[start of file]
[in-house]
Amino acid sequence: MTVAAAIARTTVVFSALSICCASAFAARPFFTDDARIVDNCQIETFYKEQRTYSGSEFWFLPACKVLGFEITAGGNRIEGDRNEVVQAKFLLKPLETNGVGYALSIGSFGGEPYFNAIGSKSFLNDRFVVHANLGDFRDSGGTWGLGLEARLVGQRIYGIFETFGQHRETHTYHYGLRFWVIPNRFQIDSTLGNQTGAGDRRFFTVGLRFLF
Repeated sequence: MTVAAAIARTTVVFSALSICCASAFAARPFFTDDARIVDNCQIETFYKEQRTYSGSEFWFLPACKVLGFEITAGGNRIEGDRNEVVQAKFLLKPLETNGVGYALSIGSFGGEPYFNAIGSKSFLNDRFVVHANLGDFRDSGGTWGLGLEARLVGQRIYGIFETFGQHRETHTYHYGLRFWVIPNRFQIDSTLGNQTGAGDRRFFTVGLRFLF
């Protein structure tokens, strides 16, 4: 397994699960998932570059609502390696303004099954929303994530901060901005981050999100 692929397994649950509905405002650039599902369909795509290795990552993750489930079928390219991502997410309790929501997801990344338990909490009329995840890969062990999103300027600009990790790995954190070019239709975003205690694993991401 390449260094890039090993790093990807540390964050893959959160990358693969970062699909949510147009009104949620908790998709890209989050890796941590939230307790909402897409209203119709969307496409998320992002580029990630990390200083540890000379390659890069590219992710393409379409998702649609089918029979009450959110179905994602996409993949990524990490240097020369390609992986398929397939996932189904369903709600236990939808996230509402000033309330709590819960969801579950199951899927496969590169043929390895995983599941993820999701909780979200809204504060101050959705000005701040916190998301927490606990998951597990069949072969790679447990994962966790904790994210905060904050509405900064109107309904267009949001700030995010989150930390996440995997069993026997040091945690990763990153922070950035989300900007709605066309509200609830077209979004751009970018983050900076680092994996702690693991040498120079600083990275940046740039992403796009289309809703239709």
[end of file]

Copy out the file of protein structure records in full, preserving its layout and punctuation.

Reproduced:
[in-house]
Amino acid sequence: MTVAAAIARTTVVFSALSICCASAFAARPFFTDDARIVDNCQIETFYKEQRTYSGSEFWFLPACKVLGFEITAGGNRIEGDRNEVVQAKFLLKPLETNGVGYALSIGSFGGEPYFNAIGSKSFLNDRFVVHANLGDFRDSGGTWGLGLEARLVGQRIYGIFETFGQHRETHTYHYGLRFWVIPNRFQIDSTLGNQTGAGDRRFFTVGLRFLF
Repeated sequence: MTVAAAIARTTVVFSALSICCASAFAARPFFTDDARIVDNCQIETFYKEQRTYSGSEFWFLPACKVLGFEITAGGNRIEGDRNEVVQAKFLLKPLETNGVGYALSIGSFGGEPYFNAIGSKSFLNDRFVVHANLGDFRDSGGTWGLGLEARLVGQRIYGIFETFGQHRETHTYHYGLRFWVIPNRFQIDSTLGNQTGAGDRRFFTVGLRFLF
């Protein structure tokens, strides 16, 4: 397994699960998932570059609502390696303004099954929303994530901060901005981050999100 692929397994649950509905405002650039599902369909795509290795990552993750489930079928390219991502997410309790929501997801990344338990909490009329995840890969062990999103300027600009990790790995954190070019239709975003205690694993991401 390449260094890039090993790093990807540390964050893959959160990358693969970062699909949510147009009104949620908790998709890209989050890796941590939230307790909402897409209203119709969307496409998320992002580029990630990390200083540890000379390659890069590219992710393409379409998702649609089918029979009450959110179905994602996409993949990524990490240097020369390609992986398929397939996932189904369903709600236990939808996230509402000033309330709590819960969801579950199951899927496969590169043929390895995983599941993820999701909780979200809204504060101050959705000005701040916190998301927490606990998951597990069949072969790679447990994962966790904790994210905060904050509405900064109107309904267009949001700030995010989150930390996440995997069993026997040091945690990763990153922070950035989300900007709605066309509200609830077209979004751009970018983050900076680092994996702690693991040498120079600083990275940046740039992403796009289309809703239709």